IDEAS home Printed from https://ideas.repec.org/
MyIDEAS: Login to save this article or follow this journal

Is saving too low in the United States?

  • William E. Cullison
Registered author(s):

    Many observers contend that the U.S. savings rate has declined in recent years and that it lags behind the savings rates of our trading partners. This article surveys different methods of measuring savings (and problems with these methods) and finds that U.S. saving may not be as low as is popularly believed.

    If you experience problems downloading a file, check if you have the proper application to view it first. In case of further problems read the IDEAS help page. Note that these files are not on the IDEAS site. Please be patient as the files may be large.

    File URL: https://fraser.stlouisfed.org/docs/publications/frbrichreview/rev_frbrich199005.pdf
    Download Restriction: no

    Article provided by Federal Reserve Bank of Richmond in its journal Economic Review.

    Volume (Year): (1990)
    Issue (Month): May ()
    Pages: 20-35

    as
    in new window

    Handle: RePEc:fip:fedrer:y:1990:i:may:p:20-35:n:v.76no.3
    Contact details of provider: Web page: http://www.richmondfed.org/

    More information through EDIRC

    Order Information: Web: http://www.richmondfed.org/publications/ Email:


    References listed on IDEAS
    Please report citation or reference errors to , or , if you are the registered author of the cited work, log in to your RePEc Author Service profile, click on "citations" and make appropriate adjustments.:

    as in new window
    1. Mincer, Jacob & Higuchi, Yoshio, 1988. "Wage structures and labor turnover in the United States and Japan," Journal of the Japanese and International Economies, Elsevier, vol. 2(2), pages 97-133, June.
    2. Dale Jorgenson & Barbara M. Fraumeni, 1989. "The Accumulation of Human and Nonhuman Capital, 1948-84," NBER Chapters, in: The Measurement of Saving, Investment, and Wealth, pages 227-286 National Bureau of Economic Research, Inc.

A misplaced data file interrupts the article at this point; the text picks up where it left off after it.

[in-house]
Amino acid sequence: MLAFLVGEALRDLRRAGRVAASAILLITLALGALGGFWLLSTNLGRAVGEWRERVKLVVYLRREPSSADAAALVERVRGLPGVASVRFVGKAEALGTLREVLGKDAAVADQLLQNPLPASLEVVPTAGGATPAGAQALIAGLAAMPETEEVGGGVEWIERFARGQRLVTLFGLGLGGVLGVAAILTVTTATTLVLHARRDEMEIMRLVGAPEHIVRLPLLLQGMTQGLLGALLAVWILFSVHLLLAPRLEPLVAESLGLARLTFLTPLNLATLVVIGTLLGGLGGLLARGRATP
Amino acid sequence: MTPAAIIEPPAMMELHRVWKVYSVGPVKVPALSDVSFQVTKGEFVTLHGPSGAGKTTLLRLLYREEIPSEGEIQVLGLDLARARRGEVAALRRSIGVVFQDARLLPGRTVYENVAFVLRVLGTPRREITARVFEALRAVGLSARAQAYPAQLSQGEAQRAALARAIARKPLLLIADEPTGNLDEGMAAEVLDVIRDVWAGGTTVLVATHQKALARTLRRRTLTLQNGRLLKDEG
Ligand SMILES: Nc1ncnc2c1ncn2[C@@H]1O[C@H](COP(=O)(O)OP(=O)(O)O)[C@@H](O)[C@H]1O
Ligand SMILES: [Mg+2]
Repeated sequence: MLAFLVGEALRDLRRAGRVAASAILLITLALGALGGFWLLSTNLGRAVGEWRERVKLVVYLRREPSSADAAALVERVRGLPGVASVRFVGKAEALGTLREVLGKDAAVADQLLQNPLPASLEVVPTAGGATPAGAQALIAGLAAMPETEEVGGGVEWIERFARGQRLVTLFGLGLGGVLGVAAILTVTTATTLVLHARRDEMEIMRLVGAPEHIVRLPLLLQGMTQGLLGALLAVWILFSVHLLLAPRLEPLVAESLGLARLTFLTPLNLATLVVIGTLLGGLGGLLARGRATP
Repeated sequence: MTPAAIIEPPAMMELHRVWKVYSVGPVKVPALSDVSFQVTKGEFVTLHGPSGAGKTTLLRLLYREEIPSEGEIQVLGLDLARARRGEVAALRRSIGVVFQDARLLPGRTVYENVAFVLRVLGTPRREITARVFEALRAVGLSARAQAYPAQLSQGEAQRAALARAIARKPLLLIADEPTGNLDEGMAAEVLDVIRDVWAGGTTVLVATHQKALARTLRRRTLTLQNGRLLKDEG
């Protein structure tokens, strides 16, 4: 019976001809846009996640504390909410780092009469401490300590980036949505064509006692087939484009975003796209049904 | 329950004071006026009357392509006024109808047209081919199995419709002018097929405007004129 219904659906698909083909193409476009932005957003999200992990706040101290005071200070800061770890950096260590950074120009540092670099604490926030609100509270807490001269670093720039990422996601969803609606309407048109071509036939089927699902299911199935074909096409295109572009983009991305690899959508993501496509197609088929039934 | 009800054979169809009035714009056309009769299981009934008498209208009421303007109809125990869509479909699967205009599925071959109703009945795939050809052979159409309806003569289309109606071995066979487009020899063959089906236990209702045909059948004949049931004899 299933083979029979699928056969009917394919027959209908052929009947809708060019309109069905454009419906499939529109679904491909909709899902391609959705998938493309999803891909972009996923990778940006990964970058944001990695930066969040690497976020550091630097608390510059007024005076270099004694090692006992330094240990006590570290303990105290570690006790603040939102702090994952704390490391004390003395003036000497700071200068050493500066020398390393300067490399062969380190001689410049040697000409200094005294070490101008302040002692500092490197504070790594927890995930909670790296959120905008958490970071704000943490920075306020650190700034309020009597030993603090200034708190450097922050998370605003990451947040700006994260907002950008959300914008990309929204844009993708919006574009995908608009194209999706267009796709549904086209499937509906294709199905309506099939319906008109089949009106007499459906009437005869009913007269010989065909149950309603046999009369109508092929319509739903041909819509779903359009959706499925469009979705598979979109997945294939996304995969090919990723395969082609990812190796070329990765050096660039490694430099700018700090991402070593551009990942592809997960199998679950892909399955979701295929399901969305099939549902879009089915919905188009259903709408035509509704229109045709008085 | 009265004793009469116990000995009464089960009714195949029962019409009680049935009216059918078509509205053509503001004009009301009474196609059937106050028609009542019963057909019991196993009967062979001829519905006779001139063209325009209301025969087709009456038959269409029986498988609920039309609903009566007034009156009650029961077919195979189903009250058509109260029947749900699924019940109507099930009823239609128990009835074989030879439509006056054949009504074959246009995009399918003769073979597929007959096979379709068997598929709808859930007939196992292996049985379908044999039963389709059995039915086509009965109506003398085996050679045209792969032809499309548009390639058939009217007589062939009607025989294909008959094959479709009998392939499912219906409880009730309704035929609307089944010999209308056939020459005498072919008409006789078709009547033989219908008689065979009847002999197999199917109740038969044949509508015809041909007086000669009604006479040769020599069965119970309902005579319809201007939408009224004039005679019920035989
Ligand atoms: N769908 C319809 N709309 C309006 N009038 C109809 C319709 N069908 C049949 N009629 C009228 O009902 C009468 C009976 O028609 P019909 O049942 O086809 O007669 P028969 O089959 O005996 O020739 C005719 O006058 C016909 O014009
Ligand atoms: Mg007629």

3. Abramovitz, Moses, 1990. "The Catch-Up Factor in Postwar Economic Growth," Economic Inquiry, Western Economic Association International, vol. 28(1), pages 1-18, January.
    4. David A. Aschauer, 1989. "Public investment and productivity growth in the Group of Seven," Economic Perspectives, Federal Reserve Bank of Chicago, issue Sep, pages 17-25.
    5. John A. Tatom, 1989. "U.S. investment in the 1980s: the real story," Review, Federal Reserve Bank of St. Louis, issue Mar, pages 3-15.
    6. Michael J. Boskin & Marc Robinson & Alan Huber, 1989. "Government Saving, Capital Formation, and Wealth in the United States, 1947-85," NBER Chapters, in: The Measurement of Saving, Investment, and Wealth, pages 287-356 National Bureau of Economic Research, Inc.
    7. Robert E. Lipsey & Irving B. Kravis, 1987. "Is the U.S. a Spendthrift Nation?," NBER Working Papers 2274, National Bureau of Economic Research, Inc.
    8. Robert N. McCauley & Steven A. Zimmer, 1989. "Explaining international differences in the cost of capital," Quarterly Review, Federal Reserve Bank of New York, issue Sum, pages 7-28.
    Full references (including those not matched with items on IDEAS)

    This item is not listed on Wikipedia, on a reading list or among the top items on IDEAS.

    When requesting a correction, please mention this item's handle: RePEc:fip:fedrer:y:1990:i:may:p:20-35:n:v.76no.3. See general information about how to correct material in RePEc.

    For technical questions regarding this item, or to correct its authors, title, abstract, bibliographic or download information, contact: (William Perkins)

    If you have authored this item and are not yet registered with RePEc, we encourage you to do it here. This allows to link your profile to this item. It also allows you to accept potential citations to this item that we are uncertain about.

    If references are entirely missing, you can add them using this form.

    If the full references list an item that is present in RePEc, but the system did not link to it, you can help with this form.

    If you know of missing items citing this one, you can help us creating those links by adding the relevant references in the same way as above, for each refering item. If you are a registered author of this item, you may also want to check the "citations" tab in your profile, as there may be some citations waiting for confirmation.

    Please note that corrections may take a couple of weeks to filter through the various RePEc services.

    This information is provided to you by IDEAS at the Research Division of the Federal Reserve Bank of St. Louis using RePEc data.